A Quick, Incredible Trip to Haiti Leaves SAES Contingent Touched, Determined
Posted September 18, 2012
Last week, I traveled to Haiti on a quick four-day trip to participate in the blessing of the new five-room school building at our partner school, Christ Roi Episcopal School.
For families that are new to St. Andrew’s, our school is involved in a long-term, now three-year-old partnership with an Episcopal school in rural Haiti. A part of this partnership is the raising of funds annually to pay the teachers and principal of Christ Roi, who have worked for many years without pay. But our relationship goes beyond money and has become a true cultural exchange through three St. Andrew’s trips to Haiti, one including students which will happen again this February, and through our dear friend Pere (Father) Joseph Jeannot, who visited us last fall. We also work to weave Haiti into pieces of our curriculum throughout the year.
My traveling companions were Ginger Cobb, Assistant Head of Upper School; Anne Wallace, Chair of the St. Andrew’s Board of Trustees; Anne Duvall, President of SAPA, Sarah Davis, St. Andrew’s Board member; and St. Andrew’s alumni parents Tina Silberman and Sydney McKelvy. Last year, this group of parents spearheaded fundraising efforts among alumni families, specifically for the school building. To see all their effort and the blood, sweat, and tears of the Christ Roi community become a reality in this new school building was very emotional for everyone.
We dedicated the school on Tuesday, September 11. We blessed every room and led all their teachers, parents, community leaders, and students in prayer. Members of the school community spoke during the service about how they felt forgotten by the government and how they were treated like animals living in tents in the wilderness, and you can see why when looking at some of the accompanying “before” photos.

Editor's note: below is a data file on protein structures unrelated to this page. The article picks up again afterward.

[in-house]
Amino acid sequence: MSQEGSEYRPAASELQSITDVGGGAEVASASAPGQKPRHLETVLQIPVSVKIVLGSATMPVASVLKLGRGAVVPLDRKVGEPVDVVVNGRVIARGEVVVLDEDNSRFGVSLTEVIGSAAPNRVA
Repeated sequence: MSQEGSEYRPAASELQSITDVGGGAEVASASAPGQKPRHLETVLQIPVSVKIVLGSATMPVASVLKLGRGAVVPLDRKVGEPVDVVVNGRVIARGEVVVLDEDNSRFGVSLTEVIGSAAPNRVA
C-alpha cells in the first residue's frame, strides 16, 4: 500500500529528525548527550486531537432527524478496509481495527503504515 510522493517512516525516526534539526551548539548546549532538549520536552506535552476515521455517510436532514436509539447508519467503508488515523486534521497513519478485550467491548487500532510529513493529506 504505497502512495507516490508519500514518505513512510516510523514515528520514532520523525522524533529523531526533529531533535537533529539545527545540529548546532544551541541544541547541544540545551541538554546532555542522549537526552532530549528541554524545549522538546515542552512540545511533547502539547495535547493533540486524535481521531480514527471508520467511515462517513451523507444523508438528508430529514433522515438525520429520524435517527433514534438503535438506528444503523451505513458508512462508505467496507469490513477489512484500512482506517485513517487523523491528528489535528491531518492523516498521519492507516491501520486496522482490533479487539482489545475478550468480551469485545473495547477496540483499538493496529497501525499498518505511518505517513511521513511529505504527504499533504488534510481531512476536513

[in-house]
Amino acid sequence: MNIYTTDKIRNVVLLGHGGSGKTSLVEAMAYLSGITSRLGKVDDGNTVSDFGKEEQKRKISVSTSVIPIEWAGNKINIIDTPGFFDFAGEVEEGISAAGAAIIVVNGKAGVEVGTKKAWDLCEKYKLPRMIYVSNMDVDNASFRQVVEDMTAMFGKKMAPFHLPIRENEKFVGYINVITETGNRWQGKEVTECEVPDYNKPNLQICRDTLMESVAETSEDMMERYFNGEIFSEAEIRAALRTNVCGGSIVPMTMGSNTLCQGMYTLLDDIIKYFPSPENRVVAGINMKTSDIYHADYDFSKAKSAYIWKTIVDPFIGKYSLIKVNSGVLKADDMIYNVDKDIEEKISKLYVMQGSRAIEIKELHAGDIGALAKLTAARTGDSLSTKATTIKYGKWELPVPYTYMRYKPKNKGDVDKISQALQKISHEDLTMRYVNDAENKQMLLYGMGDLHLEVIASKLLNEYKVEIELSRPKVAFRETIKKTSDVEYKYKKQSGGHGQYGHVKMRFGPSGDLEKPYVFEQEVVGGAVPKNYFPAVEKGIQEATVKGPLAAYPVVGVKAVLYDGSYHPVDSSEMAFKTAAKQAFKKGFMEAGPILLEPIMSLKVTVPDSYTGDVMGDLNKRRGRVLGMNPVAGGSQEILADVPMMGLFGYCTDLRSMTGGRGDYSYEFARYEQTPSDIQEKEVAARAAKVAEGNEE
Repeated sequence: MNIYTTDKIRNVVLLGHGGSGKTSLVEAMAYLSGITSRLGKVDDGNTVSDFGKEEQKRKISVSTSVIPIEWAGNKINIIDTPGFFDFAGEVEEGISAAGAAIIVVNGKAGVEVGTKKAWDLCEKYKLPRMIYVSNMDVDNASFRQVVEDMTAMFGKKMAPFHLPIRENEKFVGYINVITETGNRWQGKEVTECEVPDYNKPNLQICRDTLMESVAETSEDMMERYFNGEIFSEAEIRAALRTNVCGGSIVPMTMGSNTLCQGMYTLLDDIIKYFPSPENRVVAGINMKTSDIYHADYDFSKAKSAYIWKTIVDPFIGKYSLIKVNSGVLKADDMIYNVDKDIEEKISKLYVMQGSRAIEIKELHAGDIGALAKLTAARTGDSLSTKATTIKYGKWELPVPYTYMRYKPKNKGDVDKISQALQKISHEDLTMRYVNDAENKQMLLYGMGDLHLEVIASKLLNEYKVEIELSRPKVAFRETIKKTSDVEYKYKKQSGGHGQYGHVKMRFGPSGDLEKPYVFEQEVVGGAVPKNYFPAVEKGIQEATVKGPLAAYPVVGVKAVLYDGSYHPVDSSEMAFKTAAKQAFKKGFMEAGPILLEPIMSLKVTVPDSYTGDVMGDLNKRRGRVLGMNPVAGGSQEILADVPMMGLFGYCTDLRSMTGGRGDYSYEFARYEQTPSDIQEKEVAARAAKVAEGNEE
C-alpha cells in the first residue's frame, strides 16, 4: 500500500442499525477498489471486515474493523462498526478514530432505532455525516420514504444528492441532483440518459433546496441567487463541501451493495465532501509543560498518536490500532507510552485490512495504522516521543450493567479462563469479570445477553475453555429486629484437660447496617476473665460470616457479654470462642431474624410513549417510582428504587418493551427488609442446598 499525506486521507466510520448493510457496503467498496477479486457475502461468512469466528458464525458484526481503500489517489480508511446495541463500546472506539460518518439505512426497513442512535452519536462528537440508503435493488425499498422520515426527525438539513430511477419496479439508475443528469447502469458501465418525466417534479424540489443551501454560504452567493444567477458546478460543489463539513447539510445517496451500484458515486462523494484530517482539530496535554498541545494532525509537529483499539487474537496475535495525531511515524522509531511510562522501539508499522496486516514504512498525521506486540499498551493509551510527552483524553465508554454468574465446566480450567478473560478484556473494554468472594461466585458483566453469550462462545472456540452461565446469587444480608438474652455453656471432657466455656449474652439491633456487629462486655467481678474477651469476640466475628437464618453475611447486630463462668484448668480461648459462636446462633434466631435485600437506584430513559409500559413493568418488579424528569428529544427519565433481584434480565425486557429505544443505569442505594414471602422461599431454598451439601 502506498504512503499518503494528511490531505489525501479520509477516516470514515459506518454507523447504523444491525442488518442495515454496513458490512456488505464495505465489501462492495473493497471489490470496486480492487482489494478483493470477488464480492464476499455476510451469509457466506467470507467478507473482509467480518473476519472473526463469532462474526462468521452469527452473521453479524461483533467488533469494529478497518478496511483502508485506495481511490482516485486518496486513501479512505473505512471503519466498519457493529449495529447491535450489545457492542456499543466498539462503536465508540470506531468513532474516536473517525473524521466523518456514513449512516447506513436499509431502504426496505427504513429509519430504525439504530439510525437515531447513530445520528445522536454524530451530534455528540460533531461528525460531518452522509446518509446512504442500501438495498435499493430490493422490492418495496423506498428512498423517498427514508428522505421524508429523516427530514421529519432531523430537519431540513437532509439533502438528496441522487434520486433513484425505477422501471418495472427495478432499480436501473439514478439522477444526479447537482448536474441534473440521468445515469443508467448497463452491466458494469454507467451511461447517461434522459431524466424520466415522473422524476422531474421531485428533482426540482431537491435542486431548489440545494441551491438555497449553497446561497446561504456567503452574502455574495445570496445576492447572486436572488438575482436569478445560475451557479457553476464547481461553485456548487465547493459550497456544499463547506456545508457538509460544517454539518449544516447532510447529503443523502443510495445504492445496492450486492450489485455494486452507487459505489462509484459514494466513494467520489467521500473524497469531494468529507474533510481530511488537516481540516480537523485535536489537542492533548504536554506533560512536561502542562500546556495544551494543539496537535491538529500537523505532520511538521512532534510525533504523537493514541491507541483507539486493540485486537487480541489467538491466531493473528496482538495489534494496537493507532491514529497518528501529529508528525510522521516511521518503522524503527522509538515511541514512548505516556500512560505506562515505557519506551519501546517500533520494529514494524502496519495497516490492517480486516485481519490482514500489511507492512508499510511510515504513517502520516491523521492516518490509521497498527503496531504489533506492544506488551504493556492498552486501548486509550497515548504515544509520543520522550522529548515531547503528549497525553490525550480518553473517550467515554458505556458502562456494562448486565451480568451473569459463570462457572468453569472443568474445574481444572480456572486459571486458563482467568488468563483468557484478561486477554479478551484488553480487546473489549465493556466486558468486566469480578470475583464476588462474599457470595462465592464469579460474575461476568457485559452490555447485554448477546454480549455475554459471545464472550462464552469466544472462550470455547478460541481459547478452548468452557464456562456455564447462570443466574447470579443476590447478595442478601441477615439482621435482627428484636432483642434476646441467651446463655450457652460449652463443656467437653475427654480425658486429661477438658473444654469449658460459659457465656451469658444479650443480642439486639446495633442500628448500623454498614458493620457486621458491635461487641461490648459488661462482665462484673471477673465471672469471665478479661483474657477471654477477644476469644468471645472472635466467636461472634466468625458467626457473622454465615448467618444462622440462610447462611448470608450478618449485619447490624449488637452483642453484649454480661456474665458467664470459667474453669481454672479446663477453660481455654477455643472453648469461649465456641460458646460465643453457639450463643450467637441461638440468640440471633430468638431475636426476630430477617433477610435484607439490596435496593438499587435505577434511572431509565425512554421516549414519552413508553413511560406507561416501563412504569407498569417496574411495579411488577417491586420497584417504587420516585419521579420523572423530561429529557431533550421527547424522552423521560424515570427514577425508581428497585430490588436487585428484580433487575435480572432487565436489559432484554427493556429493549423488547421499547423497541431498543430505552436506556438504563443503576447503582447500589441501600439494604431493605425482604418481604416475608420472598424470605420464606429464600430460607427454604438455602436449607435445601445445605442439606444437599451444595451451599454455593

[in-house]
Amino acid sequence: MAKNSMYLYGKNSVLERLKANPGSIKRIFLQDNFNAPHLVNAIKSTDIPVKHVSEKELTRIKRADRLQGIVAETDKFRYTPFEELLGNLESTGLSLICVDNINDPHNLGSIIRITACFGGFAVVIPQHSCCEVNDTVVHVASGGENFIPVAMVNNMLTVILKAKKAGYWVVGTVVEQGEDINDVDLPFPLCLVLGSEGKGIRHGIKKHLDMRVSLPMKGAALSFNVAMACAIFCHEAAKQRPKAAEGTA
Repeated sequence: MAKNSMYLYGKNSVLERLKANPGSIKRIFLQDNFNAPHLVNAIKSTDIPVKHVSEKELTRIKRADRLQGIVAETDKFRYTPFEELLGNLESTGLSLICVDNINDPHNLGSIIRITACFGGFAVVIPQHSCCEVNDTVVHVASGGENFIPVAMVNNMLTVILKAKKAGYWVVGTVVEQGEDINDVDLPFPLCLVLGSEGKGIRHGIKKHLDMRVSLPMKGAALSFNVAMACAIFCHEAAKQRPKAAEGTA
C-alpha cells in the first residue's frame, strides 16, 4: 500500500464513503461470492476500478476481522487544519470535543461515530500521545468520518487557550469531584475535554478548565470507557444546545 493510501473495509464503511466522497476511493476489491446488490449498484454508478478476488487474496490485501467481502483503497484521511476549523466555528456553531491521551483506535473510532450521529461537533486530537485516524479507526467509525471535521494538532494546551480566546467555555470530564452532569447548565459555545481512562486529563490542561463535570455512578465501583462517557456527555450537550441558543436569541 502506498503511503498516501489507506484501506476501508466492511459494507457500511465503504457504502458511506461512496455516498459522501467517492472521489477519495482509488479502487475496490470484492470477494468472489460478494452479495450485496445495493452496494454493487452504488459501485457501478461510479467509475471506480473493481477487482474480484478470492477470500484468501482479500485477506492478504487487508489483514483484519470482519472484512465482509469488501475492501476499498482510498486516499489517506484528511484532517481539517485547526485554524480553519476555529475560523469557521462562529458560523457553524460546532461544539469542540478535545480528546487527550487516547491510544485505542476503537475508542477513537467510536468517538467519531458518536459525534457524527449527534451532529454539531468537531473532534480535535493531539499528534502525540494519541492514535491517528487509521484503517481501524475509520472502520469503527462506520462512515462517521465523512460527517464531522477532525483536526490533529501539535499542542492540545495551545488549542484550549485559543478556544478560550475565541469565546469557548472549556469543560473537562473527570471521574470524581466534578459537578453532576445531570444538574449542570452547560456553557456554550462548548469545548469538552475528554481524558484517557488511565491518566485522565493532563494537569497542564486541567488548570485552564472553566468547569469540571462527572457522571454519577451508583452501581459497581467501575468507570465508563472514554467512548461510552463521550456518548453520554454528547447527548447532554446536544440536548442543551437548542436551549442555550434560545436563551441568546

The school "building" in February of 2011.
The new building on the day of its dedication and blessing.
Our connection to them and the positive things that have grown from that relationship has shown them they are not alone. I told the community that this dream of a new school building has come true because they have been willing to share their story with us, and we have shared it with others who have been equally moved and motivated to help affect to change in their world.
I was also able to see the real live goats that our Lower School students raised funds to purchase through our goat cards last fall. I met “Michelle” or Michael, the stud goat who lives on the school’s property as well as the mamas and now baby goats that are already increasing the initial herd of 30 goats. If you purchased and gave a goat card last year, I have attached a PDF that you might want to pass along to share news of the program.
Students in Christ Roi hold up the goat cards they received last spring representing real goats the SAES community was raising funds to buy for them.
The goats in the flesh.
If I had to crystallize the emotions of this event into one, it would be pride. Every plaster wall and every paint stroke of this building is perfect and filled with hope for the future and love. As the children held the ropes of their goats, their faces beamed. Pere Jeannot even said that the children and people of Christ Roi are carrying themselves differently.
So, our partnership continues. Curricularly for our students, and for this group of committed alumni parents, our focus has turned to water and the hope of a clean, safe water source for Christ Roi. The Lower School cards this fall will reflect this water theme, and our students will learn about the importance of clean water and what your life is like if you have to walk great distances to find water every day.
If you would like to learn more about this partnership and the work being done, please don’t hesitate to email me at firstname.lastname@example.org, the Rev. Patty Alexander at email@example.com, or Ginger Cobb at firstname.lastname@example.org. We are a gifted community in that we have many connections to people knowledgeable about international work and we always appreciate widening the circle.
Lastly, thank you, thank you, St. Andrew’s community. Your commitment to this endeavor is beyond words. I love living in a community where I can say to our Lower School students who ask to go to Haiti, “Well, you can’t go this year, but in a seven or eight years, let’s talk.” Amazing.